On his part, Mr. Rwabuhanga agreed with Mr. Magongo on his submission on ground two. He added that in law no transfer was actually made in the instant case. He also went on to say that under normal circumstances a transfer should be made under S. 256 A (1) of the Criminal Procedure Act, 1985, as amended, and not under S. 173 (2) of the above Act as was done in this case.
At this juncture, we think, it is important to quote S. 256 A (1). It reads:-
"256 A (1) The High Court may direct that the taking of a plea and the trial of an accused person committed for trial by the High Court, be transferred to, and be conducted by a resident magistrate upon whom extended jurisdiction has been granted under sub section (1) of section 173." (Emphasis supplied)
With respect, we agree with Messrs. Magongo and Rwabuhanga in their respective and concurrent views on the correct

 

interpretation of S. 256 A (1). In our view, the starting point is S. 192 (1) of the same Act which reads as follows:-
"192 (1) Notwithstanding the provisions of
section 229, if an accused person pleads not
guilty the court shall as soon as is convenient,
hold a preliminary hearing in open court in the
presence of the accused or his advocate (if he   '        ';
is represented by an advocate) and the public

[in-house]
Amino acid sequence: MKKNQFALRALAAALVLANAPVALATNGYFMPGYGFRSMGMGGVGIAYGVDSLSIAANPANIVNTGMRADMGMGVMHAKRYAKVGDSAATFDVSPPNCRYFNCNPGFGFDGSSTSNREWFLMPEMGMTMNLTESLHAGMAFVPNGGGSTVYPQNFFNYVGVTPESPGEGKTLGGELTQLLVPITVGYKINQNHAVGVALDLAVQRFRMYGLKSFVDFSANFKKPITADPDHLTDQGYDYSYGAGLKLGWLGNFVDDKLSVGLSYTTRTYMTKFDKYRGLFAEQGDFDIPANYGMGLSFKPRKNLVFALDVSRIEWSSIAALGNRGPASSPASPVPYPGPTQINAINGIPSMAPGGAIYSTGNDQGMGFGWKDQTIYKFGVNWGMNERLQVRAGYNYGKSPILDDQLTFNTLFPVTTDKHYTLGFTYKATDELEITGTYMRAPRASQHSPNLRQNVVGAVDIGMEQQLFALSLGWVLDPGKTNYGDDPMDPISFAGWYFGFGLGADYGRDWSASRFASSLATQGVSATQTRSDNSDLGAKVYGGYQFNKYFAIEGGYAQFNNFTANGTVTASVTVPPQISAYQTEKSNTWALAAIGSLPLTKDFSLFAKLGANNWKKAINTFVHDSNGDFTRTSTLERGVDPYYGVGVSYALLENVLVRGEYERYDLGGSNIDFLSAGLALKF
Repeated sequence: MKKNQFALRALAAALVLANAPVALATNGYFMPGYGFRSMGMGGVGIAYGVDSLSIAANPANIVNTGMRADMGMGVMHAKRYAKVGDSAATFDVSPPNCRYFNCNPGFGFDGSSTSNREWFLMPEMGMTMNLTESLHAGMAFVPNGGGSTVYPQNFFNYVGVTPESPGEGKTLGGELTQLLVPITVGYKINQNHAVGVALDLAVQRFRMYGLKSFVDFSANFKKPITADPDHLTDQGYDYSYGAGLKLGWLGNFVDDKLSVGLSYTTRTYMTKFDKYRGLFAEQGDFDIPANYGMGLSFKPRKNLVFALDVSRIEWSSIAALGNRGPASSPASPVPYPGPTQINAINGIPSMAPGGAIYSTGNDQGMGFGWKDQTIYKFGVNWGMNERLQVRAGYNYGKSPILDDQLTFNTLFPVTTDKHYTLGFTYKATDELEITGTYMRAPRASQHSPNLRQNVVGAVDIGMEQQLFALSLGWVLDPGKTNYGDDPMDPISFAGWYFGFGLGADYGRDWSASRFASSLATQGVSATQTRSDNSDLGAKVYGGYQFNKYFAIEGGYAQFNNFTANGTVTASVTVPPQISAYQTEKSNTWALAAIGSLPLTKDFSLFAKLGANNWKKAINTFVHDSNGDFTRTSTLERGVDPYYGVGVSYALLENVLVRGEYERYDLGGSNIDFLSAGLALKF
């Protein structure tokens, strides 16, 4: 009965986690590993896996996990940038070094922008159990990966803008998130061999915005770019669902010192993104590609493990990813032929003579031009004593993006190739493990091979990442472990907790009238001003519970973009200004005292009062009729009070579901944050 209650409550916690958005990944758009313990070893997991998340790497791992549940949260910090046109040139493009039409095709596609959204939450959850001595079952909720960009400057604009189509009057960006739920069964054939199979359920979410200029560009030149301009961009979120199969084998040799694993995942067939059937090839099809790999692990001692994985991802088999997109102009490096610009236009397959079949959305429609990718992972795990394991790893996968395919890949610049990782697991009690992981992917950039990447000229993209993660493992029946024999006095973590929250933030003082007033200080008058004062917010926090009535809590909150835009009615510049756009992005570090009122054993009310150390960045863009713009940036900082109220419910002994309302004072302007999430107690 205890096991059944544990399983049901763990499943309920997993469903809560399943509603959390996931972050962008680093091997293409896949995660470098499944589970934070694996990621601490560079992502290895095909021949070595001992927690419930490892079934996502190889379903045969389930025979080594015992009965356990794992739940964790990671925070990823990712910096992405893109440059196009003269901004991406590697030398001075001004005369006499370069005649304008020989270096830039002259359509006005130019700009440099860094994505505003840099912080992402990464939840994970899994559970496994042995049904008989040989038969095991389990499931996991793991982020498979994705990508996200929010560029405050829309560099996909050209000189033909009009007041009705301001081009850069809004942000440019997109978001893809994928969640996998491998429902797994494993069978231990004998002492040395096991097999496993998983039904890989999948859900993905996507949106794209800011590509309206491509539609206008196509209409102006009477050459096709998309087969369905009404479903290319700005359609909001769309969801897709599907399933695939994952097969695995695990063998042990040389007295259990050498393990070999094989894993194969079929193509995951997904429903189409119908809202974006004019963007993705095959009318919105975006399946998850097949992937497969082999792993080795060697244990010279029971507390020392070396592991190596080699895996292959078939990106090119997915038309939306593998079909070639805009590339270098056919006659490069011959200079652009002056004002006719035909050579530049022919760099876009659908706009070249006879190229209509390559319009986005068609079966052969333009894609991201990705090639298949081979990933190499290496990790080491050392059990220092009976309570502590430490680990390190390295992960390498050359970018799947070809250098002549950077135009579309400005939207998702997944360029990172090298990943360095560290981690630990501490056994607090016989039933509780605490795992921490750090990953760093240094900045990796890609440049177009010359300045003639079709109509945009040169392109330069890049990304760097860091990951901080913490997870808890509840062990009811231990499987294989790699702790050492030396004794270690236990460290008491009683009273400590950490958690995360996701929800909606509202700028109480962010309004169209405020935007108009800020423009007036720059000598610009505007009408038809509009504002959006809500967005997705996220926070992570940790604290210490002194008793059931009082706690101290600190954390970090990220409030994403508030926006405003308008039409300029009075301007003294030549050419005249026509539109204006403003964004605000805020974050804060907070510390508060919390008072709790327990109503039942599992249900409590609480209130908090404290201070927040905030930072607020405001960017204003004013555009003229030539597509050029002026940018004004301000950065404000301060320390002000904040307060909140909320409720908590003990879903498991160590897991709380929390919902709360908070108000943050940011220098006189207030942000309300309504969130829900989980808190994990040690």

prosecutor to consider such matters as are in
dispute between the parties and which will
promote a fair and expeditious trial/'
(Emphasis supplied).     . >{C}

??*
It occurs to us that the purpose of conducting a preliminary hearing v as soon as is convenient after an accused person pleads not guilty is to ensure, among other things, an expeditious trial. If so, we do not think that it was ever intended that the High Court would conduct a -preliminary hearing and then transfer the case to a Resident t

*

Magistrate with Extended Jurisdiction. In our view, to transfer a case ??-?*' after a preliminary hearing would not be keeping in line with the intention and spirit of S. 192 (1). In similar vein, the transfer : -

 

6

envisaged under S. 256 A (1) can only be done before a preliminary hearing is conducted.

We also wish to point out that under S. 256 A (1) it is envisaged that a Resident Magistrate with Extended Jurisdiction to whom a case has been transferred will take a plea and then conduct a trial. And a trial, no doubt, includes a preliminary hearing. Surely, it is not intended that the High Court will take a plea, conduct a preliminary hearing and then transfer the case to a Resident Magistrate with Extended Jurisdiction.
At this stage we also wish to reiterate that it is correct, as urged by Mr. Rwabuhanga, that where the High Court desires to direct a transfer then an order for such transfer should be made under S. 256 A (1) of the Criminal procedure Act, 1985, as amended. Certainly, it is not correct to make an order under S. 173 of the said Act. And for the avoidance of doubt, the order of transfer should be made, in line with the spirit of Sections 192 (1) and 256 A (1) of the above Act, before plea taking.

 

7
For the above single reason we allow the appeal solely on the basis of the complaint under ground two. We accordingly declare a nullity the trial which proceeded before Lyamuya, Principal Resident Magistrate with Extended Jurisdiction. The High Court at Mwanza is directed to proceed with the trial of the case from the stage it had reached after conducting the preliminary hearing.

 

DATED at DAR ES SALAAM this 10th day of April, 2006
B.A. SAMATTA CHIEF JUSTICE
J.H. MSOFFE JUSTICE OF APPEAL
S.N. KAJI JUSTICE OF APPEAL
I certify that this is a true copy of the original.
( S.M. RUMANYIKA ) DEPUTY REGISTRAR
/